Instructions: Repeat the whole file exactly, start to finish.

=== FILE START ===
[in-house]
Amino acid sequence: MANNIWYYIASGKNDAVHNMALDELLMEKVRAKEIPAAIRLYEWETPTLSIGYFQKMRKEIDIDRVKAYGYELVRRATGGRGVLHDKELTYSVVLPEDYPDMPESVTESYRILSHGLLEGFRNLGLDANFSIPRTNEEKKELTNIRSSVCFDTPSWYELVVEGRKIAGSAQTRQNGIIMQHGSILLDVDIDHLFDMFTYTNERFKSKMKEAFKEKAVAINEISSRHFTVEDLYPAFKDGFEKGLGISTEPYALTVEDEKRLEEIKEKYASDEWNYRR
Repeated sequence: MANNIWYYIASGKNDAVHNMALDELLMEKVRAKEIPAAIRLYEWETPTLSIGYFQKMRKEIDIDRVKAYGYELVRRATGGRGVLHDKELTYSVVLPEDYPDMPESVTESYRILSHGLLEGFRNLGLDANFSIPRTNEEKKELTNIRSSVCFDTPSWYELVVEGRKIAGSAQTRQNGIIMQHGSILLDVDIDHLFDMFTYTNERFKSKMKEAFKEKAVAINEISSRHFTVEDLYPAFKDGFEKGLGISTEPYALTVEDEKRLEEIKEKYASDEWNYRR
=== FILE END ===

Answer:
[in-house]
Amino acid sequence: MANNIWYYIASGKNDAVHNMALDELLMEKVRAKEIPAAIRLYEWETPTLSIGYFQKMRKEIDIDRVKAYGYELVRRATGGRGVLHDKELTYSVVLPEDYPDMPESVTESYRILSHGLLEGFRNLGLDANFSIPRTNEEKKELTNIRSSVCFDTPSWYELVVEGRKIAGSAQTRQNGIIMQHGSILLDVDIDHLFDMFTYTNERFKSKMKEAFKEKAVAINEISSRHFTVEDLYPAFKDGFEKGLGISTEPYALTVEDEKRLEEIKEKYASDEWNYRR
Repeated sequence: MANNIWYYIASGKNDAVHNMALDELLMEKVRAKEIPAAIRLYEWETPTLSIGYFQKMRKEIDIDRVKAYGYELVRRATGGRGVLHDKELTYSVVLPEDYPDMPESVTESYRILSHGLLEGFRNLGLDANFSIPRTNEEKKELTNIRSSVCFDTPSWYELVVEGRKIAGSAQTRQNGIIMQHGSILLDVDIDHLFDMFTYTNERFKSKMKEAFKEKAVAINEISSRHFTVEDLYPAFKDGFEKGLGISTEPYALTVEDEKRLEEIKEKYASDEWNYRR